America is the land of “rags to riches” stories, where a poor boy or girl can grow up to be a business tycoon, powerful politician or famous celebrity.
However, a childhood of poverty can lead to detrimental effects that last well after a person has become a successful adult, says Chiraag Mittal, a doctorate student in marketing at the University of Minnesota’s Carlson School of Management in Minneapolis.
Mittal is lead author of a study recently published by the American Psychological Association that found that a person’s sense of control when faced with uncertainty, such as job security or an investment, depends on whether he or she grew up poor.
That loss of the sense of control causes people from poor backgrounds to act more impulsively and to give up on challenging tasks more quickly, Mittal says.
Mittal talks about the study’s findings, and their implications, in the following interview.
Your study found that growing up poor can influence a person’s sense of control. Can you explain what evidence you found that supports this conclusion?
In our studies, we found that people’s sense of control during uncertain situations is dependent on whether they grew up poor or grew up rich.
Specifically, the results suggest that people from wealthier backgrounds tend to feel a greater sense of control under uncertainty, whereas those from poorer backgrounds tend to feel a lower sense of control.
For example, in one study we randomly assigned participants to either a control condition in which they watched neutral pictures of things commonly found in an office, or to an economic uncertainty condition in which they watched a series of pictures depicting economic uncertainty, such as unemployment lines, home foreclosure signs, etc.
Following this, we asked all the participants to indicate how much control they felt they had, and also details about their childhood and current socioeconomic status, or SES.
Results indicated that although there were no noticeable differences in (the) sense of control between people from rich and poor backgrounds in the control condition, there were significant differences in the economic uncertainty condition.
As mentioned earlier, we found that individuals from richer backgrounds felt greater control in the uncertainty condition compared to the control condition. In contrast, individuals from poorer backgrounds felt lower control in the uncertainty condition compared to the control condition.
Can you offer some examples of behavioral patterns these people fall into?
People who grew up poor had a lower sense of control in uncertain situations, which led them to be more impulsive and to give up on challenging tasks sooner.
For example, the finding that those from poorer backgrounds are more likely to choose a smaller monetary reward that they could get sooner, rather than a bigger monetary reward that they could later, is well-established in the literature.
What we added to these findings is that this behavior is partly driven by a lower sense of control that people from poorer backgrounds feel during uncertain times.
What are some examples of how not feeling in control can hurt people financially?
The one financial behavior we explored in this paper was impulsive behavior. It is generally thought to be a prudent decision to choose a larger, later reward versus a smaller, sooner reward, especially when the returns for the later reward are high enough.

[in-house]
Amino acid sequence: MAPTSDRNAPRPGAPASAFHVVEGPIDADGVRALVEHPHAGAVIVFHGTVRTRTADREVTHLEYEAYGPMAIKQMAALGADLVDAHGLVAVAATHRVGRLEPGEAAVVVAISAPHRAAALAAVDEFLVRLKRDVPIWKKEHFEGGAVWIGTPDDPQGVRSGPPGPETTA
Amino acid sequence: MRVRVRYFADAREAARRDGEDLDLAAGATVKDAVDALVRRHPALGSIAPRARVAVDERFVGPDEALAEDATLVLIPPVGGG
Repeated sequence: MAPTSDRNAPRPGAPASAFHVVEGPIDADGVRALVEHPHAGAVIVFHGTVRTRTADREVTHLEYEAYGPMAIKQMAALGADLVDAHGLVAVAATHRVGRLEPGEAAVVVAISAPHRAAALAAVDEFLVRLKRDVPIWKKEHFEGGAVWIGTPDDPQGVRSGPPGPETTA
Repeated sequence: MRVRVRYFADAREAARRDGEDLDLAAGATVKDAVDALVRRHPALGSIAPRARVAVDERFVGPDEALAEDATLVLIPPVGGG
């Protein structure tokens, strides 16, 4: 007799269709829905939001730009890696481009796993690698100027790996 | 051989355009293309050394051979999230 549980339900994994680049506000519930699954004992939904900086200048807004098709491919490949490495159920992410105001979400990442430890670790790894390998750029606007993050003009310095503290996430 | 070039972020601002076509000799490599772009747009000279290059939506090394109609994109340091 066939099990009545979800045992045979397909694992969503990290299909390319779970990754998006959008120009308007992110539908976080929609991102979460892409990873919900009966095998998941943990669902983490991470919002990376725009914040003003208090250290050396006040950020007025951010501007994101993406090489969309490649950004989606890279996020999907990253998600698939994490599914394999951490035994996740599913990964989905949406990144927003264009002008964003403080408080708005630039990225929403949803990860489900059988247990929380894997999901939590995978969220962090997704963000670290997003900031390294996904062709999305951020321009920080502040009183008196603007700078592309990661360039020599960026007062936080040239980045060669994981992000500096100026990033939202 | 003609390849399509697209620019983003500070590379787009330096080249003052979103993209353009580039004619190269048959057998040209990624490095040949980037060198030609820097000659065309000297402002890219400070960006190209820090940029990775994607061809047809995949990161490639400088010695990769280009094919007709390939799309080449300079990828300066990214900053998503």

In our studies, we found that those who felt a loss of control under uncertainty were more likely to choose the smaller, sooner reward. That is, they weren’t willing to wait to get the larger reward. This suggests that those who feel a low sense of control may make financially impulsive choices that may hurt their financial health over the long run.
You also mention that people who grew up poor still feel a reduced sense of control even after they have achieved a higher socioeconomic status as adults. Do you know why this is true?
In all our studies, we measured people’s childhood, as well as current SES. We found that the effect of uncertainty on sense of control was specifically driven by people’s childhood SES and not by their current SES. This means that people from poorer backgrounds who have achieved a higher SES as adults are still likely to feel a loss in control during uncertainty.
We based our reasoning on findings from the behavioral ecology literature. Because poorer and richer environments tend to differ in how harsh and unpredictable they are, people growing up in such conditions tend to develop differently.
One such difference that we proposed in this paper was the perception of uncertainty or unpredictability. We hypothesized that individuals reared in harsh and unpredictable environments (low-SES childhoods) are more likely to perceive threats such as uncertainty as something extrinsic and beyond their control.
Conversely, those from less harsh and unpredictable environments (high-SES childhoods) may perceive the same threat to be intrinsic and under their control.
Are there things policymakers, teachers, parents or others can do to help poor people feel a greater sense of control?
One strategy that we propose in this paper to help poor people feel a greater sense of control is simply asking them to remember situations they had control over. We found that when people think about times they were in control, the effects of uncertainty on impulsive behavior are ameliorated.
This insight could be used to develop intervention programs that policymakers and others can use to shield people from poorer backgrounds during threatening or uncertain times.